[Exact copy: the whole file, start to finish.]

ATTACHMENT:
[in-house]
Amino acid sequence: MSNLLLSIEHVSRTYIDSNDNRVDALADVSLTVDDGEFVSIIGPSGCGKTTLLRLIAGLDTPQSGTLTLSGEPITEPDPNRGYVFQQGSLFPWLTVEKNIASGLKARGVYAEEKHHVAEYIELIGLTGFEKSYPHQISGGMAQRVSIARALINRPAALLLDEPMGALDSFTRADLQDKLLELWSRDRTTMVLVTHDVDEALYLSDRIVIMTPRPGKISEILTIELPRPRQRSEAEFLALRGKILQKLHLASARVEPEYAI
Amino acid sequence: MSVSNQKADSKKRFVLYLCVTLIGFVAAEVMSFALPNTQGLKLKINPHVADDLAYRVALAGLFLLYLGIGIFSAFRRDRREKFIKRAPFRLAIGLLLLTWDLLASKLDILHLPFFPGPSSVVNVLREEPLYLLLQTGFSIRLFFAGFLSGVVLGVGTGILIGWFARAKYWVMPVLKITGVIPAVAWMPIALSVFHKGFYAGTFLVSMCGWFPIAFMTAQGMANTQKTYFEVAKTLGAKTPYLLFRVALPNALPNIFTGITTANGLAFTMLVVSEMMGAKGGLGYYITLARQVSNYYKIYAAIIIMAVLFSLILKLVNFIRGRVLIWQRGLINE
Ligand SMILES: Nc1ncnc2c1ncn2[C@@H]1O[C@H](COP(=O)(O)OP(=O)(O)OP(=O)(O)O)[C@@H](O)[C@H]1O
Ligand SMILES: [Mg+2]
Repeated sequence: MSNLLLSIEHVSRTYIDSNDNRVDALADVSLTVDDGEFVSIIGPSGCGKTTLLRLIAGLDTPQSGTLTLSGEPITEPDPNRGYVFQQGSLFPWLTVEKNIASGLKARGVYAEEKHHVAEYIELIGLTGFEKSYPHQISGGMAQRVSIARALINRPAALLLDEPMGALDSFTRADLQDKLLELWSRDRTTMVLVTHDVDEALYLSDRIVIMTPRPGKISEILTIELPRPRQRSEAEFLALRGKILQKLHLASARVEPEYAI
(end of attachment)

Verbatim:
[in-house]
Amino acid sequence: MSNLLLSIEHVSRTYIDSNDNRVDALADVSLTVDDGEFVSIIGPSGCGKTTLLRLIAGLDTPQSGTLTLSGEPITEPDPNRGYVFQQGSLFPWLTVEKNIASGLKARGVYAEEKHHVAEYIELIGLTGFEKSYPHQISGGMAQRVSIARALINRPAALLLDEPMGALDSFTRADLQDKLLELWSRDRTTMVLVTHDVDEALYLSDRIVIMTPRPGKISEILTIELPRPRQRSEAEFLALRGKILQKLHLASARVEPEYAI
Amino acid sequence: MSVSNQKADSKKRFVLYLCVTLIGFVAAEVMSFALPNTQGLKLKINPHVADDLAYRVALAGLFLLYLGIGIFSAFRRDRREKFIKRAPFRLAIGLLLLTWDLLASKLDILHLPFFPGPSSVVNVLREEPLYLLLQTGFSIRLFFAGFLSGVVLGVGTGILIGWFARAKYWVMPVLKITGVIPAVAWMPIALSVFHKGFYAGTFLVSMCGWFPIAFMTAQGMANTQKTYFEVAKTLGAKTPYLLFRVALPNALPNIFTGITTANGLAFTMLVVSEMMGAKGGLGYYITLARQVSNYYKIYAAIIIMAVLFSLILKLVNFIRGRVLIWQRGLINE
Ligand SMILES: Nc1ncnc2c1ncn2[C@@H]1O[C@H](COP(=O)(O)OP(=O)(O)OP(=O)(O)O)[C@@H](O)[C@H]1O
Ligand SMILES: [Mg+2]
Repeated sequence: MSNLLLSIEHVSRTYIDSNDNRVDALADVSLTVDDGEFVSIIGPSGCGKTTLLRLIAGLDTPQSGTLTLSGEPITEPDPNRGYVFQQGSLFPWLTVEKNIASGLKARGVYAEEKHHVAEYIELIGLTGFEKSYPHQISGGMAQRVSIARALINRPAALLLDEPMGALDSFTRADLQDKLLELWSRDRTTMVLVTHDVDEALYLSDRIVIMTPRPGKISEILTIELPRPRQRSEAEFLALRGKILQKLHLASARVEPEYAI